The purpose of every business trip is to get that deal done and get it done your way, but hey, did you stop and think why at your last business trip in Korea you were almost instantly not liked by your clients, is it a cultural bias or is it something you did?
My guess is – the latter. We, unintentionally send wrong messages to people by doing something as silly as blinking too much. In a world where first impressions and likeability can make a world of difference, you don’t wanna mess up by being ignorant about their culture – we are often so focused on telling our own business stories that we don’t pay attention to how we are doing it. Besides, this can be an advantage in the sense that doing your homework about your client’s culture can show that you respect them, and their feelings. A great way to build trust.
When we were meeting Italian customers for the first time, we thankfully did some research and found out that being super well dressed is important in Italy, and anything otherwise is considered to be a sign of disrespect. We were otherwise all set to attend those meeting in our usual startup-ish attire. The meetings did go well – all our customers had worn suits, and so did we.
Here is an example that will be difficult to forget:
An American oil rig supervisor in Indonesia shouted at an employee to take a boat to shore. Since there’s a no-one-berates-an-Indonesian-in-public norm, a mob of outraged workers chased the supervisor with axes. (source)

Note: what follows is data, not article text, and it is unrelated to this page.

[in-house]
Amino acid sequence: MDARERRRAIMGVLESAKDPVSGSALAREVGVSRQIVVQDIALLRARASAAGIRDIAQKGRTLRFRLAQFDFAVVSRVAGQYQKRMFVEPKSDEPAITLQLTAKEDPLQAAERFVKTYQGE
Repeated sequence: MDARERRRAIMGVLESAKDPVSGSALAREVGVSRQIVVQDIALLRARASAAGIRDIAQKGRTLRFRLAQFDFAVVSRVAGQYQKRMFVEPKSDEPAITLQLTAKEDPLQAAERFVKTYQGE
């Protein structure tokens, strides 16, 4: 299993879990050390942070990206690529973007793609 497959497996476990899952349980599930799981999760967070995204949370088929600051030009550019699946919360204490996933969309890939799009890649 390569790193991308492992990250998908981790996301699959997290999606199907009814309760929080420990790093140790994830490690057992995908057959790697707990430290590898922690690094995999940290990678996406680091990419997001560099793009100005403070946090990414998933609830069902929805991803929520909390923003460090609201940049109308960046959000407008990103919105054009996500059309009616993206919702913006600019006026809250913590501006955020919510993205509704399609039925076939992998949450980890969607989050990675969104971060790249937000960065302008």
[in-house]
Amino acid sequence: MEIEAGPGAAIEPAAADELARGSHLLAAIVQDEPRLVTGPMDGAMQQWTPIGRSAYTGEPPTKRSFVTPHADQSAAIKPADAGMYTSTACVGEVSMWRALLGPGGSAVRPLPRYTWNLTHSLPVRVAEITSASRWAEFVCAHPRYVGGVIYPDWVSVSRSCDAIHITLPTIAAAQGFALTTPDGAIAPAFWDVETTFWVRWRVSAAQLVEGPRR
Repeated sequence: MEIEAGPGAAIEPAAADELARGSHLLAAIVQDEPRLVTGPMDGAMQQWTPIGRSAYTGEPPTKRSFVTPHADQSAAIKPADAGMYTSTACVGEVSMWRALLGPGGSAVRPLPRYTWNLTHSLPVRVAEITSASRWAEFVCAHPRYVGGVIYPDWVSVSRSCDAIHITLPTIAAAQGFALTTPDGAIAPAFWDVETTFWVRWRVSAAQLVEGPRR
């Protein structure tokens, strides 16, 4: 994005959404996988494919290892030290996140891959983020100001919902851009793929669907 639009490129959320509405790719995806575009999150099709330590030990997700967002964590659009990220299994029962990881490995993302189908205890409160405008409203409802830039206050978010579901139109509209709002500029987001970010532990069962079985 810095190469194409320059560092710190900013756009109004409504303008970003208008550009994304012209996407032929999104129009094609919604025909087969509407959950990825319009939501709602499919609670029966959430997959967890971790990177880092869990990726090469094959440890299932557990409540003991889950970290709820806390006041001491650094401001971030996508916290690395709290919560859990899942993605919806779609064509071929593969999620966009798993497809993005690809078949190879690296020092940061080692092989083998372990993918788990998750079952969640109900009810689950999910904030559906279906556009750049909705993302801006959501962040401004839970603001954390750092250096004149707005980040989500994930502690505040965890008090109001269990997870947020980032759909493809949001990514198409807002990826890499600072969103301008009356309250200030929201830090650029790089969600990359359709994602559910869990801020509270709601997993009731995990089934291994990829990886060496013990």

So, the next time you are off to a business trip, use your flying hours to research about the place, the culture, and the clients.
Here are a few tips and examples to get you started.:
- Take care of dinner etiquette and food culture.
Business travel will surely include going out to dinners and lunches with clients and business partners. Unfortunately for us, table manners and dinner culture vary from country to country and sometimes state to state.
- In some countries like Greece and Italy, you cause offense by not eating enough. Turning down Vodka in Russia is almost criminal, well, almost.
- While it may be common for you to discuss work and business over meals – in some places, especially in Asia, you are expected to not talk during the meals. Talking while eating can mean lack of appreciation for food.
- In India, where food is consumed by hand, eating with the left hand is frowned upon.
- In some cultures, putting your hands on the table is considered bad table manners and in others putting your hands on your lap is considered bad manners. (I know!)
- In China and Japan, learn to use chopsticks well to save yourself from embarrassment and also using chopsticks to point and gesture can unintentionally imply a lot of things.
- Be conscious about your body language and hand gestures.
Body languages and hand gestures are an inherent part of our daily communication and speech style, and while speaking, your hands move of their own accord, right? Well, you might wanna work on that while you are on a business trip.
Here are some tips: